Disease and Treatment Modeling

Last modifications: 02/08/2019 by FDM

Multivariate survival models

Our experience in PK and PK/PD modeling as well as in biostatistics, led us to develop since 2011 a new research topic about disease progression modeling, based on cohort studies conducted in our unit or in the FHU SUPORT. In patient cohorts, we developed and externally validated a dynamic predictive score of short- and long-term kidney graft failure based on pre-transplantation and early post-transplantation factors (collected within the first year), the onset of de novo DSA, and acute rejection episodes. The development of a dynamic score which can be updated during patient follow-up was a new approach in transplantation. However, our score as well as other published scores predicting graft survival considered death as a censored event (at least when the patient died with a functional graft), which is unsatisfactory. Indeed, graft failure and death are competing risk events. We now aim to develop an overall approach integrating different levels of information related to graft and patient. In patients who died with a functioning graft, a major question is: was the evolution of their comorbidity(ies) independent of their status of transplanted patient and of the graft status? Conversely, comorbidities can participate in (i) the decline of graft function and (ii) the emergence of new comorbidities. The interaction between transplantation and comorbidities, and their joint evolution is a complex research question that no model currently takes into account; this question will be at the heart of our disease progression modeling project for the upcoming years.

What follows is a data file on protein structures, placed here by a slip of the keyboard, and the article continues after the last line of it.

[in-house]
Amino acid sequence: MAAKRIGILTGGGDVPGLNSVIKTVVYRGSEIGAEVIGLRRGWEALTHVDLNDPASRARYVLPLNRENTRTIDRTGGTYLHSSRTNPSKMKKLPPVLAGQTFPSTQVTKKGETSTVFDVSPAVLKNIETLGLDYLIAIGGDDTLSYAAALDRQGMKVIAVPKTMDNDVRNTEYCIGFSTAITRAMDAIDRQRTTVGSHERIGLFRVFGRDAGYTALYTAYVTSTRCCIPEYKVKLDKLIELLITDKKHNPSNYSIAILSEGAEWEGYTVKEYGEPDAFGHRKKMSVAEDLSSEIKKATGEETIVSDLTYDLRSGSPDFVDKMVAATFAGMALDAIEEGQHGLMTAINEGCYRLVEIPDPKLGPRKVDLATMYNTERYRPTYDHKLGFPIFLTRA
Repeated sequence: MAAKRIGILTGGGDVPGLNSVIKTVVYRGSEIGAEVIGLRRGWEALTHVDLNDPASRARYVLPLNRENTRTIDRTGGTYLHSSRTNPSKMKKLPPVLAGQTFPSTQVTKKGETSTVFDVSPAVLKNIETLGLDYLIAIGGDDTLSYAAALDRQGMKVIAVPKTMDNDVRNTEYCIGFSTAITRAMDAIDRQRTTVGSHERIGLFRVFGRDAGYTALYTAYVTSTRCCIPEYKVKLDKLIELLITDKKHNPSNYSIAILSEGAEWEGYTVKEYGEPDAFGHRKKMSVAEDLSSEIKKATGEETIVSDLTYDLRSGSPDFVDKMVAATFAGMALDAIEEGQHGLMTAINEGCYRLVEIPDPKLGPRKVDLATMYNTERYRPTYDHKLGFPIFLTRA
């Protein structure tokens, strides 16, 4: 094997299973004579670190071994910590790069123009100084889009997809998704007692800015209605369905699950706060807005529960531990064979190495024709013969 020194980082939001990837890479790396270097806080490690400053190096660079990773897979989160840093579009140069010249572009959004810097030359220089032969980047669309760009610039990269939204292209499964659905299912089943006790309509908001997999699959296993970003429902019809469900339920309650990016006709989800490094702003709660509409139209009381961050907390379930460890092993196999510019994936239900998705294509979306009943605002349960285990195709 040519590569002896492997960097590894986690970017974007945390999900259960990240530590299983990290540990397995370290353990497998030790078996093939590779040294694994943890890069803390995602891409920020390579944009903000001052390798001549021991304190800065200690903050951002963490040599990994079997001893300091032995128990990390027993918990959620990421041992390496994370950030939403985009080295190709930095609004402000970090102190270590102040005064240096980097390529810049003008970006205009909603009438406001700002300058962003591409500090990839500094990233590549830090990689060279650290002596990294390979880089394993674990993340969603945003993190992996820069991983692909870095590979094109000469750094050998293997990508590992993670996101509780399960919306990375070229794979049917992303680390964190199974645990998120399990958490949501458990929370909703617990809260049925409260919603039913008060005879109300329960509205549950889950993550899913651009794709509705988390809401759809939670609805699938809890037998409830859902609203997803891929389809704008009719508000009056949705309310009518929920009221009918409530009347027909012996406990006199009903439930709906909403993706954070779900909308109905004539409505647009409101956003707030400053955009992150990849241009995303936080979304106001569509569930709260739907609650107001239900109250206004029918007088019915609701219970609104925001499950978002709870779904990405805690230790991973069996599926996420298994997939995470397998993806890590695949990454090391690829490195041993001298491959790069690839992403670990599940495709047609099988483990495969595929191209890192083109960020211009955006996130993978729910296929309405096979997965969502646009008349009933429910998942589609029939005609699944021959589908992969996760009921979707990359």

The number of comorbidities increases with age and an increasing proportion of transplant patients are more than 60 years old. In France, the annual report of the French Biomedicine Agency (ABM) shows that in 2013, nearly 20% of renal transplantations were performed in patients over 65 years of age and about 10% of patients were aged at least 70. The number of liver transplant recipients aged from 56 to 65 years increased by 152% and now represents 40% of new enrollments compared to 27% in 2002. The number of subjects aged 66 and over increased by 450% in 11 years. Therefore, we can expect that the management of comorbidities will become increasingly important in renal and liver transplantation, which represents the treatment of choice for end-stage organ failure.